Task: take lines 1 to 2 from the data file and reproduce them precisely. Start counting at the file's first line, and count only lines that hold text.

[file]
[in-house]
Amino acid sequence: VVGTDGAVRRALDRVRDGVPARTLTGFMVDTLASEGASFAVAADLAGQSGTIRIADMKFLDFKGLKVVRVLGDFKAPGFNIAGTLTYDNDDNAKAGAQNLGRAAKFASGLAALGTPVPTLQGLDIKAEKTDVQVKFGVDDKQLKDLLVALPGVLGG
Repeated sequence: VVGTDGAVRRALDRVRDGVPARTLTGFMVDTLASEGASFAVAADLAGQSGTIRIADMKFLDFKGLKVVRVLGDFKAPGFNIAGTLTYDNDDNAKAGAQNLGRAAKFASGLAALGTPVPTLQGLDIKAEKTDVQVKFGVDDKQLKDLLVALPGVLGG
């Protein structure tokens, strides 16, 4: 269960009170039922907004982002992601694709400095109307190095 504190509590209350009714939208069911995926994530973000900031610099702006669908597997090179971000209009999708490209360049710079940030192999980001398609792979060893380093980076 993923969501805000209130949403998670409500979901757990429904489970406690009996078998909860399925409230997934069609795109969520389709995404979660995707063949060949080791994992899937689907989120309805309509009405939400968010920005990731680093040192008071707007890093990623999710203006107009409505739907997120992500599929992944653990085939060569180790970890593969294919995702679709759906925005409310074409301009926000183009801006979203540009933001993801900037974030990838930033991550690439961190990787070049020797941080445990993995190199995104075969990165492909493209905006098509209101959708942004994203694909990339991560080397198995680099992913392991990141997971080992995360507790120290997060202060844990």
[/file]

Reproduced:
[in-house]
Amino acid sequence: VVGTDGAVRRALDRVRDGVPARTLTGFMVDTLASEGASFAVAADLAGQSGTIRIADMKFLDFKGLKVVRVLGDFKAPGFNIAGTLTYDNDDNAKAGAQNLGRAAKFASGLAALGTPVPTLQGLDIKAEKTDVQVKFGVDDKQLKDLLVALPGVLGG